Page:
In a recent Q & A over at money.cnn.com Law professor Lauren Willis suggested that personal finance education in schools is a waste of time and can even be counterproductive.
“Financial literacy classes give people the illusion that they can successfully manage their finances. So rather than seek help, they end up making worse decisions.”
“(We should) stop trying to turn everyone into a financial planner.”
She suggests that we should instead focus on greater governmental regulation of financial products – the events in the sub-prime mortgage market might suggest she has a point. However, I can’t help but feel that saying we shouldn’t teach classes on finance education because people are better off taking financial guidance from experts is like saying we shouldn’t teach kids about health because they should leave it to the doctors.
A doctor can provide overall guidance about what kinds of foods we should be eating and the exercise we should be taking but when it comes to the daily decision about what to eat or when to exercise, you need enough knowledge about health to make your own decisions on a daily basis. We should be viewing financial planners in the same way; utilizing them for our yearly financial check-up but taking responsibility for our own daily fiscal health.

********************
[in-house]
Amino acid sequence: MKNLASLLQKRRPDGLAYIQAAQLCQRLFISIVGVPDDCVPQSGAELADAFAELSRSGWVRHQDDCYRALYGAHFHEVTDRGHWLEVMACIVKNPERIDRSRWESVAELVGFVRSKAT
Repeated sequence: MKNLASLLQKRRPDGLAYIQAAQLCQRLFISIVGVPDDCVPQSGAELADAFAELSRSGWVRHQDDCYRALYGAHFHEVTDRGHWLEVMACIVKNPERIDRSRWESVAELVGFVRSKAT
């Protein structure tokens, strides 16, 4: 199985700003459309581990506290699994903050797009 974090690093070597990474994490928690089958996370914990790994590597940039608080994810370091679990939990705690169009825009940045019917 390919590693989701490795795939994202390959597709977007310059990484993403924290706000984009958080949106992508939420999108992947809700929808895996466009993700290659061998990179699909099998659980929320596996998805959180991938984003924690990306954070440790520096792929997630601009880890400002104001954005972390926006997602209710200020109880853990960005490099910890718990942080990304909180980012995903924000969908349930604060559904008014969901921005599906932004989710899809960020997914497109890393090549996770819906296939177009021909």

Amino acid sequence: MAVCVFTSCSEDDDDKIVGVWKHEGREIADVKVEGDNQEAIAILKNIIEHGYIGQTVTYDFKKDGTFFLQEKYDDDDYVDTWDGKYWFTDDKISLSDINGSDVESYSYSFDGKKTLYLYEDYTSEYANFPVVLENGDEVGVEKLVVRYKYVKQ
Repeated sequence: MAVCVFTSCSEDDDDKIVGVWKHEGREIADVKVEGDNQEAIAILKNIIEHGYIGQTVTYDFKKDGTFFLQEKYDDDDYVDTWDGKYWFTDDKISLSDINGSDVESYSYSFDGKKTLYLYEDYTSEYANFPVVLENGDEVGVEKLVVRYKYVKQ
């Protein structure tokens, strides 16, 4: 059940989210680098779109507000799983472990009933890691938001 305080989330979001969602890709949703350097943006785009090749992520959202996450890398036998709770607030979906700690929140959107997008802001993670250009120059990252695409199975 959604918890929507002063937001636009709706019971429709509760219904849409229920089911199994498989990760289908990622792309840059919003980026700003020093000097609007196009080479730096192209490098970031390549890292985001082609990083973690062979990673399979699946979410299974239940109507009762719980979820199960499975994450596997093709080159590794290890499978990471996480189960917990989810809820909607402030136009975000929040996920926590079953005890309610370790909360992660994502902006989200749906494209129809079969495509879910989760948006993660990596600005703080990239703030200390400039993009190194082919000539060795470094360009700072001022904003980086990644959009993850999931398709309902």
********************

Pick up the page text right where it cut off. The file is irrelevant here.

Anna Lusardi of the Financial Literacy Initiative suggests that in these days of uncertainty, greater financial education is more important than ever.
“In the past, the average worker did not have to make any decisions about his or her pension. Pensions were mostly defined benefit plans entirely overseen by the employer, so there was little incentive or rationale for individuals to learn about saving and investment. Today, the average worker needs to decide how much and how best to save for retirement—a decision that can be daunting and, if implemented poorly, that can result in inadequate preparation for retirement.”
She also argues that the sheer complexity of the investment and wealth planning options out there means that finance education needs to be more sophisticated.
Lusardi also poses the following three questions to help assess your financial literacy. Getting all three correct is the watershed for being financially literate. Have a go! Answers are on her blog.
1) Suppose you had $100 in a savings account and the interest rate was 2% per year. After 5 years, how much do you think you would have in the account if you left the money to grow?
a) More than $102
b) Exactly $102
c) Less than $102
d) Do not know
2) Imagine that the interest rate on your savings account was 1% per year and inflation was 2% per year. After 1 year, would you be able to buy more than, exactly the same as, or less than today with the money in this account?
a) More than today
b) Exactly the same as today
c) Less than today
d) Do not know
3) Do you think that the following statement is true or false? “Buying a single company stock usually provides a safer return than a stock mutual fund.”
c) Do not know